Coming into 2020, Northern Rockies Medical Center (NRMC) in Cut Bank, Mont., was regaining its financial footing after enduring a couple of tough years, including suffering an $800,000 shortfall in 2018. Even so, by last March when the center saw its first COVID-19 patients, the 20-bed critical access hospital was operating with only three to four days of cash reserves on hand, CEO Cherie Taylor told the Montana Free Press.
And new worries were surfacing. In February 2020, Glacier County commissioners said they could no longer afford to operate the region’s emergency medical service (EMS) and by June asked NRMC to take over EMS operations. The hospital stepped up and assumed operations by October. It salvaged a county-run ambulance service and began building critical transport services for COVID-19 patients who needed advanced care at larger hospitals — all made possible after receiving relief in the form of Medicaid payments, assistance from state bed tax revenue and CARES Act funding.
Transforming Care in a Crisis
This is just one example of how rural health care leaders around the country are overcoming the challenges precipitated by the pandemic. Demonstrating inspired leadership, innovative collaborative efforts and forward-thinking governance, rural hospitals and health systems continue to deliver care in the face of overwhelming adversity. Organizations across the nation will gather virtually Feb. 17-18 for the AHA Rural Health Care Leadership Conference to make, build and renew connections that will help the field continue to innovate and transform care.
The conference will feature more than 60 speakers and address strategic imperatives, including:
- Leading during the pandemic.
- Building connections and trust during vaccine distribution.
- Creating community infrastructure to advance rural health equity.
- Improving access to behavioral health services.
- Preparing your organization’s culture for an unforeseeable future.
- Leveraging the potential of governing boards in the face of continual disruption.
One of the sessions features AHA government relations and policy leaders who will review the latest from Capitol Hill and the new administration.
And, a panel discussion on how rural hospitals are teaming up for shared expertise, resources and scale will explore how organizations are successfully affiliating with both health systems and other rural hospitals in an effort to keep their missions strong.
Extending Dialogue Beyond the Conference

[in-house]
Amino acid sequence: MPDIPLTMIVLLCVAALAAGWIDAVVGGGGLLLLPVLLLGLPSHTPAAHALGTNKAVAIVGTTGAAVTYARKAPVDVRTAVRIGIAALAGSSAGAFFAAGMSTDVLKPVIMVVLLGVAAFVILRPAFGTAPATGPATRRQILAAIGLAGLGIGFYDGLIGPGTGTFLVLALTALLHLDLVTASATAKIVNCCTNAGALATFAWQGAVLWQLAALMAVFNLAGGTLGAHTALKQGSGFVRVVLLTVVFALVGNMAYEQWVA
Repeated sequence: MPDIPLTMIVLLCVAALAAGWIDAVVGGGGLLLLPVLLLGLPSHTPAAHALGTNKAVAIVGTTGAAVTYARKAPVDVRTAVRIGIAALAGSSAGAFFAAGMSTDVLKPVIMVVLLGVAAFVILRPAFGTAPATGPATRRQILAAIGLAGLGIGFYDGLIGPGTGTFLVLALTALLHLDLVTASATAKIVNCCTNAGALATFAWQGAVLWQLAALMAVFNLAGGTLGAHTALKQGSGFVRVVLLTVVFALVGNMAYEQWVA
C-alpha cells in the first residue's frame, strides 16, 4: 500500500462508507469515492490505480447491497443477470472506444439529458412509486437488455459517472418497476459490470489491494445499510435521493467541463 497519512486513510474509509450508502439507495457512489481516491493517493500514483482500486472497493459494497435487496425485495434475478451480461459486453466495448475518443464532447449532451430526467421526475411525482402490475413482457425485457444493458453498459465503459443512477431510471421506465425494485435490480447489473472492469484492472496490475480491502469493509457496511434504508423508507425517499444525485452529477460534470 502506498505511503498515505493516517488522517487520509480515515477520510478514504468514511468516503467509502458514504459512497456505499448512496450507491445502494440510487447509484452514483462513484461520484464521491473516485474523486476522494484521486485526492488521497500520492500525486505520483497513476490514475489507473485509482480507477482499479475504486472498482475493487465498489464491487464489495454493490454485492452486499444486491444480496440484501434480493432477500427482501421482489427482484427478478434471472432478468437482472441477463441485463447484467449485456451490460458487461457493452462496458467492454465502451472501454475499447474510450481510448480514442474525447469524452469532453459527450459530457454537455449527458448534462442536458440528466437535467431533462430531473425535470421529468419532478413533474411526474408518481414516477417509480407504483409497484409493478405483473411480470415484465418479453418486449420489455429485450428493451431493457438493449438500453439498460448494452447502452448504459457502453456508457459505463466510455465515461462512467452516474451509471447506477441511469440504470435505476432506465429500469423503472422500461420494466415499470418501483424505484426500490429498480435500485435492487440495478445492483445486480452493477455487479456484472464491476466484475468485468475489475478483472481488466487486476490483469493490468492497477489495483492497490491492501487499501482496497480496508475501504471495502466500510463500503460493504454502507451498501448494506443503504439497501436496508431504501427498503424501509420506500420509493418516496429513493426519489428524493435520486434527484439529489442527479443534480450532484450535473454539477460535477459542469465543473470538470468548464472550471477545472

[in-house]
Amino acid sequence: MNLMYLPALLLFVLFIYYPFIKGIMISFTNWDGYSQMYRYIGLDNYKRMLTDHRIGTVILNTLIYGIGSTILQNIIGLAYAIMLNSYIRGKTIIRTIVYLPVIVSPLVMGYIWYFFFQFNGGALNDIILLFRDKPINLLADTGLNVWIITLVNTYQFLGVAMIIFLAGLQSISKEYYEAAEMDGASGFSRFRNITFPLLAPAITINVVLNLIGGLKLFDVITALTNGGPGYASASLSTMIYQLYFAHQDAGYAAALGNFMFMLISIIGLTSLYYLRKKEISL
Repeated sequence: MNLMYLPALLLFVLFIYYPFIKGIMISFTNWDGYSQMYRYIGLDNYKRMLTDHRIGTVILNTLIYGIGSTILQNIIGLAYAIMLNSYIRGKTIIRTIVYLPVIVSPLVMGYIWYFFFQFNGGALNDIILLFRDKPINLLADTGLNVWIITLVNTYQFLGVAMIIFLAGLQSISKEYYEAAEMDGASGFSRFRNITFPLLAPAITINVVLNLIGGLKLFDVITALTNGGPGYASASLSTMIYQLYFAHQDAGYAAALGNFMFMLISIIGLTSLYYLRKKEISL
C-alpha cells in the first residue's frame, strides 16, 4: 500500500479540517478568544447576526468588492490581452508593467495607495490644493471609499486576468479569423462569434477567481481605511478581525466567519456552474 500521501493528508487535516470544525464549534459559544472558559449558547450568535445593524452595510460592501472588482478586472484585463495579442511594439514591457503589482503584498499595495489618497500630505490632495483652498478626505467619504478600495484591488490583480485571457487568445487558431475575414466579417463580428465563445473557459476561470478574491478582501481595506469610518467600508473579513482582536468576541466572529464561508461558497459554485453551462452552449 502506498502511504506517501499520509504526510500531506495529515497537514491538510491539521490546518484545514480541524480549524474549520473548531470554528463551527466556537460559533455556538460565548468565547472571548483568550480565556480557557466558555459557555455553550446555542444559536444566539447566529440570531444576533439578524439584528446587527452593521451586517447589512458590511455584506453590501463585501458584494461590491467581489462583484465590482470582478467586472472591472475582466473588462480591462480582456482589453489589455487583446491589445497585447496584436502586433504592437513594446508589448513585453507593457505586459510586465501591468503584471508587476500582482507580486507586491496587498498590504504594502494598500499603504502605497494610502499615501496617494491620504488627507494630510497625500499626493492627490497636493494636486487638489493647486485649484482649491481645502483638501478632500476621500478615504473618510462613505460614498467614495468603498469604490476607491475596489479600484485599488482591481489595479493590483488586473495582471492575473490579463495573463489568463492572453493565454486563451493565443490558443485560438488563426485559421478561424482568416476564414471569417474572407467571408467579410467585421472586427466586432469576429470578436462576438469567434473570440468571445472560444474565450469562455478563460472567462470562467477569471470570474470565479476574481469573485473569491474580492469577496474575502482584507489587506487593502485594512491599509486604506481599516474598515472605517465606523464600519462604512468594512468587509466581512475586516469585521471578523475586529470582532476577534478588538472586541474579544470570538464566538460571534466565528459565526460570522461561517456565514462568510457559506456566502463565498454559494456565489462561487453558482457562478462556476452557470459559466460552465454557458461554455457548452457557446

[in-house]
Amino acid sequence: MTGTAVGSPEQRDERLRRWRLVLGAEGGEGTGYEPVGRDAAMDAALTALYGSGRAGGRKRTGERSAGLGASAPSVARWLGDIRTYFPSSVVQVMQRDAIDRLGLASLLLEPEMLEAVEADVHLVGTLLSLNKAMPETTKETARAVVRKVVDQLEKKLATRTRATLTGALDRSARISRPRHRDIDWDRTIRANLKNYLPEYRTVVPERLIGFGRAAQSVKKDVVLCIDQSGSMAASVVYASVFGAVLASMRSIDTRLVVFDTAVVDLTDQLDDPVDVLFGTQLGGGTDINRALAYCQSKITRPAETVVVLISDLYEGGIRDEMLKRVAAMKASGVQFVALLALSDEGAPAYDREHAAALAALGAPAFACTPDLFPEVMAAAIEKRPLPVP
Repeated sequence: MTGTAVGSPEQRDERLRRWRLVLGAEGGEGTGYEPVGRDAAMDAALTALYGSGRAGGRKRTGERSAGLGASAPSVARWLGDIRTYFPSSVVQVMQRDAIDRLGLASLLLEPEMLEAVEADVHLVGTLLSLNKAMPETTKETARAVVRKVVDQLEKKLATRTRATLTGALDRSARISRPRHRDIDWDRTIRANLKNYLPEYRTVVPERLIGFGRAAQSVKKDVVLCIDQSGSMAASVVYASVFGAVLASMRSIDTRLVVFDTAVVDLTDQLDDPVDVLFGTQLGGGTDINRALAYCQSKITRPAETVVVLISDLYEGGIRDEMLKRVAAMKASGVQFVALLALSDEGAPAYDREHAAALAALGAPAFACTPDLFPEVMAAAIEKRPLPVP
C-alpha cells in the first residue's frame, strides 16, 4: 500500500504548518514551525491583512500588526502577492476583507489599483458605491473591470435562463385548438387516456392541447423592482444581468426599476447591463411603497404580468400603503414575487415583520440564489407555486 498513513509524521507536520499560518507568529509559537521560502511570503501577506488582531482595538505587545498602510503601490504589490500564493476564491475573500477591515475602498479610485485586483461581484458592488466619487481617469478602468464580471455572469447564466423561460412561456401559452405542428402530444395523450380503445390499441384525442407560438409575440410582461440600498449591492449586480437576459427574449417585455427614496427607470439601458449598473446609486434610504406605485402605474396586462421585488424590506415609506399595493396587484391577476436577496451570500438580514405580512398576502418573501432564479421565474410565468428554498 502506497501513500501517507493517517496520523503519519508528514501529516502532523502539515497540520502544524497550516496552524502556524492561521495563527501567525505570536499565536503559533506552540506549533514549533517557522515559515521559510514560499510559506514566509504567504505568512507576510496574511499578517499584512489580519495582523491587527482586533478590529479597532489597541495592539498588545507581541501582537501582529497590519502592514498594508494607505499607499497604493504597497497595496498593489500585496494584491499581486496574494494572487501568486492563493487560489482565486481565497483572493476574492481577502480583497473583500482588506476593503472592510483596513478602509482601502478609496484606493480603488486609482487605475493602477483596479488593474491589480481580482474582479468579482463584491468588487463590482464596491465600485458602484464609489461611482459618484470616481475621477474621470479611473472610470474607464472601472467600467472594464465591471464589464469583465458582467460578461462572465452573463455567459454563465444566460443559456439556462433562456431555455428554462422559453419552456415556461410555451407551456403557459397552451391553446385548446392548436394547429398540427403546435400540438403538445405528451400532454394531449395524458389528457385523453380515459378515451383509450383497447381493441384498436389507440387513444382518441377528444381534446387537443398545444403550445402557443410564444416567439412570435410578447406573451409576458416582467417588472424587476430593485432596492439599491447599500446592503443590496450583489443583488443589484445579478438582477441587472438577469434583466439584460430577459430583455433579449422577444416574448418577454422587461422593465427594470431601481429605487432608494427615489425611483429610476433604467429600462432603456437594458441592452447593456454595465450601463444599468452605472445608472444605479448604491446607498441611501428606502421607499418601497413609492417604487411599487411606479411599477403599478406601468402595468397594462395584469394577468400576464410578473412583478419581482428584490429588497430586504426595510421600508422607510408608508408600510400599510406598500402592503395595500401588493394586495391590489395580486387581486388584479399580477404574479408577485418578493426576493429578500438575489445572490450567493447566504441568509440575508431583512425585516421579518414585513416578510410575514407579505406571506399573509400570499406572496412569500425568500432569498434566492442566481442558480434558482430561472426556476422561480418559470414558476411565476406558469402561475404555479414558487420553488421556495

Conference registrants recently got a head start on sharing best practices and collaborating with peers in affinity groups. These groups are organized by six critical topics like pathways to recovery, innovation and digital transformation, and resilience throughout an ongoing health crisis. They will also meet during and after the conference to share successes and solve problems.
In a pre-conference affinity group meeting, participants discussed how they are responding to the pandemic through collaboration and unique community partnerships. In the resilience group, participants explained how they’re “bouncing forward” from the pandemic by exploring ways to support their teams during the ongoing crush of COVID-19 cases, and undertaking activities to help staff grow from this experience.
To build community support and trust for receiving vaccinations, San Carlos Apache Hospital in Peridot, Ariz., launched Warrior Wednesdays. All employees — from front-line caregivers and environmental services technicians to the CEO — wear T-shirts identifying them as health care warriors. The hospital also worked with the San Carlos Apache tribe to address vaccine concerns in the community. Isaiah Belknap, CEO mentee at the hospital and a member of the San Carlos Apache tribe, CEO Victoria Began, R.N., and others received their vaccinations live on Facebook and urged the community to follow their lead.
In the Pathways to Recovery: Transformational Leadership group, participants explained how they reshaped management and care delivery during the pandemic. One innovation involved an upside-down organizational chart with executive leaders on the bottom and front-line staff on the top. The group also discussed innovations developed during the pandemic, how to build on them and carry them forward.